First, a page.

The government has recently entered into negotiations with investors in order to settle pending commercial and legal disputes, while bringing other cases in front of international arbitration centres.
Maged Shabita, legal advisor to the finance minister, stated that he has recently met with representatives from nine international law firms and legal consulting agencies, the most prominent of which include Baker & McKenzie and El-Ebrashi, representing foreign companies in eight separate international arbitration suits.
The government, represented by the investment and finance ministries, recently began negotiations with Kuwait’s Al-Kharafi National Group over price increases for gas distribution to fertiliser companies in Alexandria. The company had previously brought the case before the International Centre for Settlement of Investment Disputes (ICSID).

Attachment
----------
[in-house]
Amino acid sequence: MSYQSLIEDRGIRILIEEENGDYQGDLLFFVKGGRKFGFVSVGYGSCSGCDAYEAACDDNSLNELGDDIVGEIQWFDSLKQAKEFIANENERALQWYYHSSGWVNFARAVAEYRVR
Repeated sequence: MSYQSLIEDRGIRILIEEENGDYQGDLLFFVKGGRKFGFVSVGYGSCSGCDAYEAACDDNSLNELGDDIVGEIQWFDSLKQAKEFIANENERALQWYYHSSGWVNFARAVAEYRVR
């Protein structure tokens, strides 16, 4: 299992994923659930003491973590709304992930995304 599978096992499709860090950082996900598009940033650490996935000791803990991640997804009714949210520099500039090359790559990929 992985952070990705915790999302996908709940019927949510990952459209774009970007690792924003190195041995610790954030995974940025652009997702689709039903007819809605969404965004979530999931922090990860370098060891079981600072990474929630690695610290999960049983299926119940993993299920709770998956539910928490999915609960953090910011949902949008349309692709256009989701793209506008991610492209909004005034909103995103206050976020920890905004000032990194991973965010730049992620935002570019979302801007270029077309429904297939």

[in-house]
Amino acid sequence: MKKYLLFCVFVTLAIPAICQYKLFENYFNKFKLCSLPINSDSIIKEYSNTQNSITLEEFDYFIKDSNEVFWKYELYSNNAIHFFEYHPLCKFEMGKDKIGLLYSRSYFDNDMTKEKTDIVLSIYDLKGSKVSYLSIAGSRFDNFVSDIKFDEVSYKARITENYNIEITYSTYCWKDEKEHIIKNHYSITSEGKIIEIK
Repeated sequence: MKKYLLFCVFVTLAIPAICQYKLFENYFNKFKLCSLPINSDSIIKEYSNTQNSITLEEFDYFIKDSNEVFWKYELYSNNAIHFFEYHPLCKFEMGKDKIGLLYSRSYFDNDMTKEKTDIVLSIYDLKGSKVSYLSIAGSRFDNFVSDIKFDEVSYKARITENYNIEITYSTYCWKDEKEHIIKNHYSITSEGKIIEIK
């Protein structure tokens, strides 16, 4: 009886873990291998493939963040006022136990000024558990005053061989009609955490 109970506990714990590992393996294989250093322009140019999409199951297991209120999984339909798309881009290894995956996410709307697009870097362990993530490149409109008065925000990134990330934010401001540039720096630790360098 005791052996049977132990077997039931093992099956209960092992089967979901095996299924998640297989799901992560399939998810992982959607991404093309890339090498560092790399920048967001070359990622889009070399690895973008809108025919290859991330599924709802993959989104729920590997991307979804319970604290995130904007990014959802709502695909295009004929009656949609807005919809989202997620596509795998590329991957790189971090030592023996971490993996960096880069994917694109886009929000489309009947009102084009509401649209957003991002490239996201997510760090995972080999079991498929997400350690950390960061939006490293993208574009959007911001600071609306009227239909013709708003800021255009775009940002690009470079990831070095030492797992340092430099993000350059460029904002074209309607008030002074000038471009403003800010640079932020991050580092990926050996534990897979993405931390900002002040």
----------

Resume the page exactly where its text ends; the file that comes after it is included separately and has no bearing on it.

Other companies included in negotiations were the Saudi Arabian Hokair Group, which sought to discuss conflicting price estimates for land owned by the company set to be utilised as part of the Mall of Arabia project located in 6th of October City.
Shabita stated that Investment Minister Yehia Hamed was responsible for administering and running negotiations aimed at settling disputes with investors from both Hokair Group and Al-Kharafi Group. Disputes between the government and the Emirati company Damac were also recently settled in negotiations.
Shabita met with representatives from a number of international accounting agencies, including KPMG, Pricewaterhouse Coopers, and Ernst & Young, in order to seek solutions to problems faced by investors operating within Egypt, and discover ways to settle disputes amicably, without the need to resort to international arbitration centres.
Following the 2011 revolution, a number of Egyptian courts issued verdicts nullifying the privatisation of companies operating within the country which have been purchased by foreign investors, such as Omar Effendi and Victory Steam Blowers. This had raised concerns among foreign investors and had added to reasons that disrupted inflows of investments into the country.
The government has sought to settle pending disputes with the Egypt-Kuwait Holding Company regarding the latter’s ownership of 26,000 acres of land in the Al-Ayyat region of Giza governorate. The value and worth of the land has not yet been determined by either party